commentary Rather than knee-jerk emotional or doctrinaire responses to offshoring, the ICT industry needs to consider how technology fits in with the business world.
When I took over the ACS Presidency this year, I was handed endless reports and told we were facing a crisis. Offshoring would destroy our industry by putting mature professionals out on the street. This would ensure parents directed their children to avoid the ICT industry. Our sector would be wiped out in 10 years and Australian living standards -- which are intrinsically linked to how well we use and produce ICT -- would plummet.
I never understood dotcom. All my friends were making money by investing in or creating these companies. I just couldn't see myself using electronic greeting cards, booking in a pet to a kennel, or burying a loved one via the Net. I also didn't get Y2K because I couldn't see my fridge, toaster or car ceasing to function at midnight 2000. I asked myself if offshoring was yet another ICT hoax.
|In effect, we offshored to US companies over the last 20 years without any complaint, so having multinationals slug it out can only be to our advantage.|
I quickly learned there are two camps in offshoring, both equally unpopular. The first wants to protect the local industry and the second shrugs its shoulders and says offshoring is inevitable. I've met ACS members who work for offshorers, members who are considering offshoring for their organisations, members who are unemployed and fear they won't find another job, and members who've been offshored. I've read consultants' reports written in a patronising textbook tone explaining how globalisation is great and in the long term we'll all be better off.
I decided the way forward was charting a course to manage the impact of something that was already happening. I wanted rigour and a policy of substance. So I recommended getting economists involved -- a first for the ACS. Access Economics won the job and was quick to point out our industry was hampered by poor decision-making in boardrooms.
We heard that boards pressure CIOs for hyped cost reductions, and that offshore companies target directors, saying their CIO is narrow minded, spends too much, and is not interested in genuine cost savings. It was also clear that offshore companies are growing because there is fundamental demand for their services, and they do good work.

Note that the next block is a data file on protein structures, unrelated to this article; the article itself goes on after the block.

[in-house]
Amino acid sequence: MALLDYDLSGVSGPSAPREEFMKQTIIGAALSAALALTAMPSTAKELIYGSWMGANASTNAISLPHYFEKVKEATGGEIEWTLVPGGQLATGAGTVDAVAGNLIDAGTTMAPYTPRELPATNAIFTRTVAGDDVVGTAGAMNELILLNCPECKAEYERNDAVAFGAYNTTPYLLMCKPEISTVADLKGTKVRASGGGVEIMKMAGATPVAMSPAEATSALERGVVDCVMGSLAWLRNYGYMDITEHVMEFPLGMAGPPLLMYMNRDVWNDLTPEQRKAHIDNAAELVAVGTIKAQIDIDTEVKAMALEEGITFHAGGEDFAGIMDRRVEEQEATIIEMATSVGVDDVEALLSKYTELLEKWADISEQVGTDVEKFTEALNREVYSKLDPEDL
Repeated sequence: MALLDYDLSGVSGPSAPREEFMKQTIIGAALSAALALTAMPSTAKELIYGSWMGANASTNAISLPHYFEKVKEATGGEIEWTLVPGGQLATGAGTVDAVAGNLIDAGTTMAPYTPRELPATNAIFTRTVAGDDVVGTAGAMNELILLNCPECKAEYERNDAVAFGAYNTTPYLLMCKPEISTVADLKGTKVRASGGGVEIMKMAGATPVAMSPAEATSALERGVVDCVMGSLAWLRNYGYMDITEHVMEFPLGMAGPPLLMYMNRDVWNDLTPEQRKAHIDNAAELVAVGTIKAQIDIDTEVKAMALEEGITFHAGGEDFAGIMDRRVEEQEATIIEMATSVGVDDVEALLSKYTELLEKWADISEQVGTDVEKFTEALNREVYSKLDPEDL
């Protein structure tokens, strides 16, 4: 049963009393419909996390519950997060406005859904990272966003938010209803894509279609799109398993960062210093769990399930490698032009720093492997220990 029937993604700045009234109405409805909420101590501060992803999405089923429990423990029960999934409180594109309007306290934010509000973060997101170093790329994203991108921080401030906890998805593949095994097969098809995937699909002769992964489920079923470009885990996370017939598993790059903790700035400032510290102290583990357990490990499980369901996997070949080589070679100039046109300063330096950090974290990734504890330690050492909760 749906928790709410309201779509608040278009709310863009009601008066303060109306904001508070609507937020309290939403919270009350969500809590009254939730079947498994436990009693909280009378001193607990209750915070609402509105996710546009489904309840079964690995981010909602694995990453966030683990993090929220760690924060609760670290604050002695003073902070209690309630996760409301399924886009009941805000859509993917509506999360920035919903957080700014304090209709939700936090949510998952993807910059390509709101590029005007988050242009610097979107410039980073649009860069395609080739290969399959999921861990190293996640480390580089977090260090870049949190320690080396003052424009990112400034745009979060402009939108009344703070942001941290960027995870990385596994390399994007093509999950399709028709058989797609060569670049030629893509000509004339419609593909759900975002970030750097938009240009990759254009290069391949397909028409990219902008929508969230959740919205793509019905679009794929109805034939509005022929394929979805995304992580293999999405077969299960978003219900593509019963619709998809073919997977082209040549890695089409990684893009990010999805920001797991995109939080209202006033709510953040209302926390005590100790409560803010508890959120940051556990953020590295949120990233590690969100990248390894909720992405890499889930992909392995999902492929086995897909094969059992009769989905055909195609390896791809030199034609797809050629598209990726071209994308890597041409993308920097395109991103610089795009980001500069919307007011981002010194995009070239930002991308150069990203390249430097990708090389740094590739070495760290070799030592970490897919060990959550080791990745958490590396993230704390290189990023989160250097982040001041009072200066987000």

The ACS Offshoring Policy and Cost Benefit Checklist have won praise from both sides of government. But this debate has broadened beyond offshoring to the need for ICT leaders to join corporate boards to improve ICT decision making. For most organisations, ICT is the largest capital expense after labour and represents the key to productivity gains and competitive advantage. Poor ICT decisions can cost millions in project overruns, unscheduled downtime and poor integration. This also highlights the need for ICT committees at board level, along with existing audit and remuneration committees.
We must understand that ICT decisions underpin competitive advantage, security, compliance, and governance. How can boards develop a nose for ICT risk if ICT people are not part of the debate?
Today, offshore companies are winning business, but they are focused on pushing IBM, EDS, CSC, and the big consultants out. In effect, we offshored to US companies over the last 20 years without any complaint, so having multinationals slug it out can only be to our advantage.
Our industry is in transition and fortunately, after nine consecutive months of good news, worker displacement is minimal and the pie is growing. It will take an announcement of substantial job losses by a popular Australian public company or federal government department to reignite this debate. The next time will be ugly if the board and/or minister doesn't support that decision with a rigorous long-term analysis. The industry is unlikely to sit on its hands.
To mitigate this risk, I have been working with the previous and new Minister to develop re-skilling options. Whether an ICT professional loses work from offshoring or any other reason, we need a system that will quickly convert a LAN professional into a WAN professional, an ERP expert into a BI expert, or a programmer into a new technology wiz.
Edward Mandla is National President of the Australian Computer Society (ACS, www.acs .org.au). The ACS attracts a membership (over 16,000) from all levels of the IT industry and provides a wide range of services. The Society can be contacted on 02 9299 3666, or email firstname.lastname@example.org.
This article was first published in Technology & Business magazine.
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